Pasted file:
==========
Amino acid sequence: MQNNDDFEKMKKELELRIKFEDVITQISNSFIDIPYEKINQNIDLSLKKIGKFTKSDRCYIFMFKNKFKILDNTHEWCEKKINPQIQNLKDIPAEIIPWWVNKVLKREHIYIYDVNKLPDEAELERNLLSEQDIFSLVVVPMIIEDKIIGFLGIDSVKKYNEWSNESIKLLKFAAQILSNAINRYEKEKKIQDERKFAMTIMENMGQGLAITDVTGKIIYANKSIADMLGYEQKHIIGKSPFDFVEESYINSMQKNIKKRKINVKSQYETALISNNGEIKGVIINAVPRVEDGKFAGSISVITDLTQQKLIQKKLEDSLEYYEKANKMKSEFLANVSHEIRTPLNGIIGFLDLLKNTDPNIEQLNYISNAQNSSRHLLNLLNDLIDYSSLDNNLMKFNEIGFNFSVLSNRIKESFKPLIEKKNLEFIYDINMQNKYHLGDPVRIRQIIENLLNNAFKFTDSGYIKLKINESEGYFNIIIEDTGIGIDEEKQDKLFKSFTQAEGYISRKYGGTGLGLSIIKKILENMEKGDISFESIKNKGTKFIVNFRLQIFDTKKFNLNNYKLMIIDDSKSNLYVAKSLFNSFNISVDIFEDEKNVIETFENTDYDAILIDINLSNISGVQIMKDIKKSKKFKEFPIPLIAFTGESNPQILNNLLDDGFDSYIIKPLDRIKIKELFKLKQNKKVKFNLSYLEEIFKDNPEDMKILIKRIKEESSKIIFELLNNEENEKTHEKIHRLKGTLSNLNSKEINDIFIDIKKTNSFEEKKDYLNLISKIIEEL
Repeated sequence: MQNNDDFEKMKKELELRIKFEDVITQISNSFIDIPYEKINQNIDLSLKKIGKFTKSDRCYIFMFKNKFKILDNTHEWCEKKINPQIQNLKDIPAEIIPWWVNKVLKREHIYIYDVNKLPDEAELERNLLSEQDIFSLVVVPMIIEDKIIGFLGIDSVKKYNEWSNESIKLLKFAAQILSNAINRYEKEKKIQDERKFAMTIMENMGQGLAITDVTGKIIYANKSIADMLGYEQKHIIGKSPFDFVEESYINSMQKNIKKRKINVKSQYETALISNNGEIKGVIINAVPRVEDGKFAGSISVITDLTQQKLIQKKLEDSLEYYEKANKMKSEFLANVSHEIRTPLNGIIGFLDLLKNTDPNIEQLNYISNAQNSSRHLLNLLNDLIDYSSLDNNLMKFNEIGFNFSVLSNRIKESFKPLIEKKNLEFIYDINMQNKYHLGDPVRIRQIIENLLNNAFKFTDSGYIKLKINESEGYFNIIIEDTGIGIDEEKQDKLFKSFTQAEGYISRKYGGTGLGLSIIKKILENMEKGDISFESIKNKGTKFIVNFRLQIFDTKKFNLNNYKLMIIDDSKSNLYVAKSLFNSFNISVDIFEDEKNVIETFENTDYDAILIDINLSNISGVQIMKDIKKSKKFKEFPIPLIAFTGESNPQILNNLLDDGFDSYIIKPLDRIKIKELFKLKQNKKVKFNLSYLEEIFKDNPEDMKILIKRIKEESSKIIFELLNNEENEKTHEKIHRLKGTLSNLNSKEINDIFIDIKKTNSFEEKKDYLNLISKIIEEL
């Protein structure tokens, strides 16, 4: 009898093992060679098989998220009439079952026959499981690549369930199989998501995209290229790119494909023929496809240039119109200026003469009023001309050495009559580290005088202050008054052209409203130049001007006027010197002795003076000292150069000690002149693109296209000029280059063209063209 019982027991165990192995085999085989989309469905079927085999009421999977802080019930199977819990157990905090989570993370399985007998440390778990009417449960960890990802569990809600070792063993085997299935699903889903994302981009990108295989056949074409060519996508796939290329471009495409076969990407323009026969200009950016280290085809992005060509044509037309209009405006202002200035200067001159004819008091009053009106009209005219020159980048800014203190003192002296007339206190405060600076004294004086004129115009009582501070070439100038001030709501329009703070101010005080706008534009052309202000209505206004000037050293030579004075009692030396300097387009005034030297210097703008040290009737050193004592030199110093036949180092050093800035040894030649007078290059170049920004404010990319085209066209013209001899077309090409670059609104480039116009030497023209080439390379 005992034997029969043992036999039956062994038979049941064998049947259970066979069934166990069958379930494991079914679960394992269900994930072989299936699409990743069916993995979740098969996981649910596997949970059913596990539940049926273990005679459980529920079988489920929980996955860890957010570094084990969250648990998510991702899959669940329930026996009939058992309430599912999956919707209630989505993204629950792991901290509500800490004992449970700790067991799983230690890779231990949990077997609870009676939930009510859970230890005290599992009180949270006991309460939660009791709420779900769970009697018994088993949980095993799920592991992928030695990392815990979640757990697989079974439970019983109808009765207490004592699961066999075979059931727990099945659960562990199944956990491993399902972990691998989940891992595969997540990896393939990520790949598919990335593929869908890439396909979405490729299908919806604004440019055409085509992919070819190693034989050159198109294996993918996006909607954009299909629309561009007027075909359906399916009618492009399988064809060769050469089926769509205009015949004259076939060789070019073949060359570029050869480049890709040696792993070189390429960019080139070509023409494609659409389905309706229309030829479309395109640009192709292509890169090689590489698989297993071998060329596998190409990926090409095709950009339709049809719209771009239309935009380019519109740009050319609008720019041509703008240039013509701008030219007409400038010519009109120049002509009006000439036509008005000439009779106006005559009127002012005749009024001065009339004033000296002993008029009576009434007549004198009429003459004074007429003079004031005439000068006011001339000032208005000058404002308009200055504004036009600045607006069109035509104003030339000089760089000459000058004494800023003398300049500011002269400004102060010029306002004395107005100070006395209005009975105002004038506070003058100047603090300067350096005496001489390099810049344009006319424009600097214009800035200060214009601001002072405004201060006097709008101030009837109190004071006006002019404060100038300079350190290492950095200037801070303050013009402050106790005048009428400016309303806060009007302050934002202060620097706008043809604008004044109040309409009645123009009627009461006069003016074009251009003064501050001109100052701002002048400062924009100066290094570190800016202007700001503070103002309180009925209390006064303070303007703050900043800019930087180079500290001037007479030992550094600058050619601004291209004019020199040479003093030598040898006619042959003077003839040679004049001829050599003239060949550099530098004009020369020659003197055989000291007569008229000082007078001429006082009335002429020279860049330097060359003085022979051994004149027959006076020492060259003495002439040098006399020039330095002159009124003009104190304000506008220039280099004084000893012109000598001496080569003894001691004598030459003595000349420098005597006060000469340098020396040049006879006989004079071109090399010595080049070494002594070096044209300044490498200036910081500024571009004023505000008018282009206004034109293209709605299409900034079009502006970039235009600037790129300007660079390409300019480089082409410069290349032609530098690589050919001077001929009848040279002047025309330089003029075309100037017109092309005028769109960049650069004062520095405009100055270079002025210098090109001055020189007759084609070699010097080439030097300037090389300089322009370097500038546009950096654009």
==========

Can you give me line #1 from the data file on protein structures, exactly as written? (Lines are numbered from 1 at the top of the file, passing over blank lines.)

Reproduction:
Amino acid sequence: MQNNDDFEKMKKELELRIKFEDVITQISNSFIDIPYEKINQNIDLSLKKIGKFTKSDRCYIFMFKNKFKILDNTHEWCEKKINPQIQNLKDIPAEIIPWWVNKVLKREHIYIYDVNKLPDEAELERNLLSEQDIFSLVVVPMIIEDKIIGFLGIDSVKKYNEWSNESIKLLKFAAQILSNAINRYEKEKKIQDERKFAMTIMENMGQGLAITDVTGKIIYANKSIADMLGYEQKHIIGKSPFDFVEESYINSMQKNIKKRKINVKSQYETALISNNGEIKGVIINAVPRVEDGKFAGSISVITDLTQQKLIQKKLEDSLEYYEKANKMKSEFLANVSHEIRTPLNGIIGFLDLLKNTDPNIEQLNYISNAQNSSRHLLNLLNDLIDYSSLDNNLMKFNEIGFNFSVLSNRIKESFKPLIEKKNLEFIYDINMQNKYHLGDPVRIRQIIENLLNNAFKFTDSGYIKLKINESEGYFNIIIEDTGIGIDEEKQDKLFKSFTQAEGYISRKYGGTGLGLSIIKKILENMEKGDISFESIKNKGTKFIVNFRLQIFDTKKFNLNNYKLMIIDDSKSNLYVAKSLFNSFNISVDIFEDEKNVIETFENTDYDAILIDINLSNISGVQIMKDIKKSKKFKEFPIPLIAFTGESNPQILNNLLDDGFDSYIIKPLDRIKIKELFKLKQNKKVKFNLSYLEEIFKDNPEDMKILIKRIKEESSKIIFELLNNEENEKTHEKIHRLKGTLSNLNSKEINDIFIDIKKTNSFEEKKDYLNLISKIIEEL